A recent Greenpeace report has listed the world's most polluted cities and a few B.C. ones made the list.
The environmental organization notes that although the average air quality is good in global comparison, North American air quality was greatly impacted in August and November. In fact, five out of ten of the most polluted cities during August were found in Canada and the United States.
Two of the five worst cities were located in B.C. - Quesnel and Prince George. Further, Williams Lake narrowly missed the top ten worst cities. More hectares of B.C. forests burned in 2018 than ever before, and air quality was affected across the province as a result.
With this in mind, South Asia saw a disproportionately high number of polluted cities - a whopping 18 out of 20 of the most polluted cities in the world are found in the region.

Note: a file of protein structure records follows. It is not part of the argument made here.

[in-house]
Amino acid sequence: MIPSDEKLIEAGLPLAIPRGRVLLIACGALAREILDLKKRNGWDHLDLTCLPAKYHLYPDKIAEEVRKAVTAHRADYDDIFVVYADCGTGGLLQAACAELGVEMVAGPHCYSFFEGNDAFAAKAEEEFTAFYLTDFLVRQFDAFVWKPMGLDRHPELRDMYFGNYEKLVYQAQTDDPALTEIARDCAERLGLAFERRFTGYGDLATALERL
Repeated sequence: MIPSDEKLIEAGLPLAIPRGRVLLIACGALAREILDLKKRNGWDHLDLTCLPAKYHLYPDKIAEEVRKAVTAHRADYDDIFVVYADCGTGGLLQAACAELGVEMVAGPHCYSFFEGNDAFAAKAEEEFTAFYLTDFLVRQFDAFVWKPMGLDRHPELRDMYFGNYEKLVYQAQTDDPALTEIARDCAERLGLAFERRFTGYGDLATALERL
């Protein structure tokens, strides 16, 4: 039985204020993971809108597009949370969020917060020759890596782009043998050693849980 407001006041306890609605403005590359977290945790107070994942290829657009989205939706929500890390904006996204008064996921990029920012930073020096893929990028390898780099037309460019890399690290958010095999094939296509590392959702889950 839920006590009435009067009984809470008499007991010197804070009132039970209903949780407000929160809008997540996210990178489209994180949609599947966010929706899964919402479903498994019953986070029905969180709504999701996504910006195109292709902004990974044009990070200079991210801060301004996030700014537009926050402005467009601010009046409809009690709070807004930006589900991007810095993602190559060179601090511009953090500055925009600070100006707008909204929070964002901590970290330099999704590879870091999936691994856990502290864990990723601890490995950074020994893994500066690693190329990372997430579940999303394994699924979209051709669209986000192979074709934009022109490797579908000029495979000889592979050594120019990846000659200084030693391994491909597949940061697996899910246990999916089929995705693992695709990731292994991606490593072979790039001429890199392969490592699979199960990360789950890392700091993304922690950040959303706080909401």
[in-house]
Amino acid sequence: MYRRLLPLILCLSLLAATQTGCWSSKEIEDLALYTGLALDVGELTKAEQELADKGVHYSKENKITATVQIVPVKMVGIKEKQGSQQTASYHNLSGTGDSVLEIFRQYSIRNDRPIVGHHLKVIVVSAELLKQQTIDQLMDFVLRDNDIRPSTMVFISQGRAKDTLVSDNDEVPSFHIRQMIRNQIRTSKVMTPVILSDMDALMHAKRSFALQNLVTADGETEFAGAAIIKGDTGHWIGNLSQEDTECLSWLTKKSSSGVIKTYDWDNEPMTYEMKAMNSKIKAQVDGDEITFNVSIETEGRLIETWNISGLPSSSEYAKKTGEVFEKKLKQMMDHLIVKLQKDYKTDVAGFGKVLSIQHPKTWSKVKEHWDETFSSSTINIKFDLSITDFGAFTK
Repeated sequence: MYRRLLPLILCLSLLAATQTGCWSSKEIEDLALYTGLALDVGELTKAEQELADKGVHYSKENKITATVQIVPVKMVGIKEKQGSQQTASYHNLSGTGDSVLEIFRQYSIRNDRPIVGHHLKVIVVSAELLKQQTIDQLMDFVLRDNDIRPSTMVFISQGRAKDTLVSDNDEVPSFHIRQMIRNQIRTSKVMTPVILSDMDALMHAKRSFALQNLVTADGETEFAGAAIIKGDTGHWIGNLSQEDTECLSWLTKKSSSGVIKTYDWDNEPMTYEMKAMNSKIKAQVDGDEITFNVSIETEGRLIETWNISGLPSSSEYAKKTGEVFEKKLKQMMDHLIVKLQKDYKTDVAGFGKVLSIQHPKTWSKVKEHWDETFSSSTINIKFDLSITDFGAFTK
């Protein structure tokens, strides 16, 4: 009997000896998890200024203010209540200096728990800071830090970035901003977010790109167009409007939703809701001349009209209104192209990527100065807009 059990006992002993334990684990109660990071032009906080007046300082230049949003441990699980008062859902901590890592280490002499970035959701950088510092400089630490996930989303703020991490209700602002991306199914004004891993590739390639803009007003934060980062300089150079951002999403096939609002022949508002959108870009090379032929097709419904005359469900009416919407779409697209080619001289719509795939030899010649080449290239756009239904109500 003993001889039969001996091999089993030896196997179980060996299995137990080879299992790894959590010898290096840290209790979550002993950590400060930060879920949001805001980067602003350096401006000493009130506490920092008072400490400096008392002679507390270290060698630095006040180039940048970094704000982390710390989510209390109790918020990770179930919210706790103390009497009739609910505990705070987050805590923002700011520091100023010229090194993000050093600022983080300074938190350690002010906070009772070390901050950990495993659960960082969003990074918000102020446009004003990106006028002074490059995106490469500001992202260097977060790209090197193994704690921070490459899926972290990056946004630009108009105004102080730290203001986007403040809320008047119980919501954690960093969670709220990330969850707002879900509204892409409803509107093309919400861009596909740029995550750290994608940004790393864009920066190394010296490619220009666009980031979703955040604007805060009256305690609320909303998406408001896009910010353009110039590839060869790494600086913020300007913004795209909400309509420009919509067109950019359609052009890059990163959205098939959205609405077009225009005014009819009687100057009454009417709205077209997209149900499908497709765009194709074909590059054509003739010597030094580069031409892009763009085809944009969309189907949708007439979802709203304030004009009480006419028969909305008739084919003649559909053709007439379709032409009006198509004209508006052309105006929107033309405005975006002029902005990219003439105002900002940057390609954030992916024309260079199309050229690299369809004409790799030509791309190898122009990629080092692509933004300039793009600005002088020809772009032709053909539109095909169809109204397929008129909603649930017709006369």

The organization also notes that air pollution will claim roughly seven million lives next year. Further, it notes that this will cost the world an estimated $225 billion USD.
“Air pollution steals our livelihoods and our futures, but we can change that. In addition to human lives lost, there’s an estimated global cost of 225 billion dollars in lost labour, and trillions in medical costs. This has enormous impacts, on our health and on our wallets," said Executive Director of Greenpeace South East Asia, Yeb Sano.
"We want this report to make people think about the air we breathe, because when we understand the impacts of air quality on our lives, we will act to protect what’s most important.”
The World Air Quality Report also notes that Northern America is one of the regions with lowest PM2.5 levels represented in its report. However, it highlights that 18 per cent of cities still exceeded the WHO annual target in 2018.
“Local and national governments can help tackle the effects of air pollution by providing adequate monitoring and reporting infrastructure. What is clear is that the common culprit across the globe is the burning of fossil fuels — coal, oil and gas — worsened by the cutting down our forests. What we need to see is our leaders thinking seriously about our health and the climate by looking at a fair transition out of fossil fuels while telling us clearly the level of our air quality, so that steps can be taken to tackle this health and climate crisis,” added Mr. Sano.